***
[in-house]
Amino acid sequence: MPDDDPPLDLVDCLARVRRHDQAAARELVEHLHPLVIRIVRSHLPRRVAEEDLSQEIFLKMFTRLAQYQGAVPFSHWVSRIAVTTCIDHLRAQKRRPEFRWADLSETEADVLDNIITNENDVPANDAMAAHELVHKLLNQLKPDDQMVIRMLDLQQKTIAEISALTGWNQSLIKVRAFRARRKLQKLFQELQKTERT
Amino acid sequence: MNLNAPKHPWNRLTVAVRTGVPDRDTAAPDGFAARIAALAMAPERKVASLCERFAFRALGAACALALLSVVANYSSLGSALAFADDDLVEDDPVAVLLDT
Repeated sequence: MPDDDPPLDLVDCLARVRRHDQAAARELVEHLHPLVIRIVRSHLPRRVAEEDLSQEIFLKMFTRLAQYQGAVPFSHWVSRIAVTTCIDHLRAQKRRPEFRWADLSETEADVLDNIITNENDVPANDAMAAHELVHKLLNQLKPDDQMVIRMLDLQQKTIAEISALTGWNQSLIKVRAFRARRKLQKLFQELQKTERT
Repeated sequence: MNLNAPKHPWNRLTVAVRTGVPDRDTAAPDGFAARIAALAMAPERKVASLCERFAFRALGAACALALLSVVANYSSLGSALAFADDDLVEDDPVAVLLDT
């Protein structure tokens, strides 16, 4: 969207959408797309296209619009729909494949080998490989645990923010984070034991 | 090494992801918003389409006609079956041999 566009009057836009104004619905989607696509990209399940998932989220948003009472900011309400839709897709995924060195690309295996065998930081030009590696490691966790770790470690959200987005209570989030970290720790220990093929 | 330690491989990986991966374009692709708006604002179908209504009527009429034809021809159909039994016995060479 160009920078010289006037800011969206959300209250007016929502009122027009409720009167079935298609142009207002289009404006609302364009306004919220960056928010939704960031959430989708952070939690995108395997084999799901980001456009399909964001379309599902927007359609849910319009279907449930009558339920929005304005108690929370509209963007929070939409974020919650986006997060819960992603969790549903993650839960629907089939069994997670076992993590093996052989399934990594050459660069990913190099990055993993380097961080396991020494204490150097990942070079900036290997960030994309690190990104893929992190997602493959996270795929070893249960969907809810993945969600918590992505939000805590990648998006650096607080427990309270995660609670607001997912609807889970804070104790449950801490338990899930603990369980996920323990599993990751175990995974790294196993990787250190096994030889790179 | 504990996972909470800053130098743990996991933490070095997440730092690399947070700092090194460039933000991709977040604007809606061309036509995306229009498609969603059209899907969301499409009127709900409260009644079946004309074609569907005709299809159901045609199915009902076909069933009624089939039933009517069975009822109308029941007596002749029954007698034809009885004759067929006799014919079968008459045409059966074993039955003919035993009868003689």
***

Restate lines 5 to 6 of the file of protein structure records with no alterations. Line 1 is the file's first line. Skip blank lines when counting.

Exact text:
Repeated sequence: MNLNAPKHPWNRLTVAVRTGVPDRDTAAPDGFAARIAALAMAPERKVASLCERFAFRALGAACALALLSVVANYSSLGSALAFADDDLVEDDPVAVLLDT
């Protein structure tokens, strides 16, 4: 969207959408797309296209619009729909494949080998490989645990923010984070034991 | 090494992801918003389409006609079956041999 566009009057836009104004619905989607696509990209399940998932989220948003009472900011309400839709897709995924060195690309295996065998930081030009590696490691966790770790470690959200987005209570989030970290720790220990093929 | 330690491989990986991966374009692709708006604002179908209504009527009429034809021809159909039994016995060479 160009920078010289006037800011969206959300209250007016929502009122027009409720009167079935298609142009207002289009404006609302364009306004919220960056928010939704960031959430989708952070939690995108395997084999799901980001456009399909964001379309599902927007359609849910319009279907449930009558339920929005304005108690929370509209963007929070939409974020919650986006997060819960992603969790549903993650839960629907089939069994997670076992993590093996052989399934990594050459660069990913190099990055993993380097961080396991020494204490150097990942070079900036290997960030994309690190990104893929992190997602493959996270795929070893249960969907809810993945969600918590992505939000805590990648998006650096607080427990309270995660609670607001997912609807889970804070104790449950801490338990899930603990369980996920323990599993990751175990995974790294196993990787250190096994030889790179 | 504990996972909470800053130098743990996991933490070095997440730092690399947070700092090194460039933000991709977040604007809606061309036509995306229009498609969603059209899907969301499409009127709900409260009644079946004309074609569907005709299809159901045609199915009902076909069933009624089939039933009517069975009822109308029941007596002749029954007698034809009885004759067929006799014919079968008459045409059966074993039955003919035993009868003689």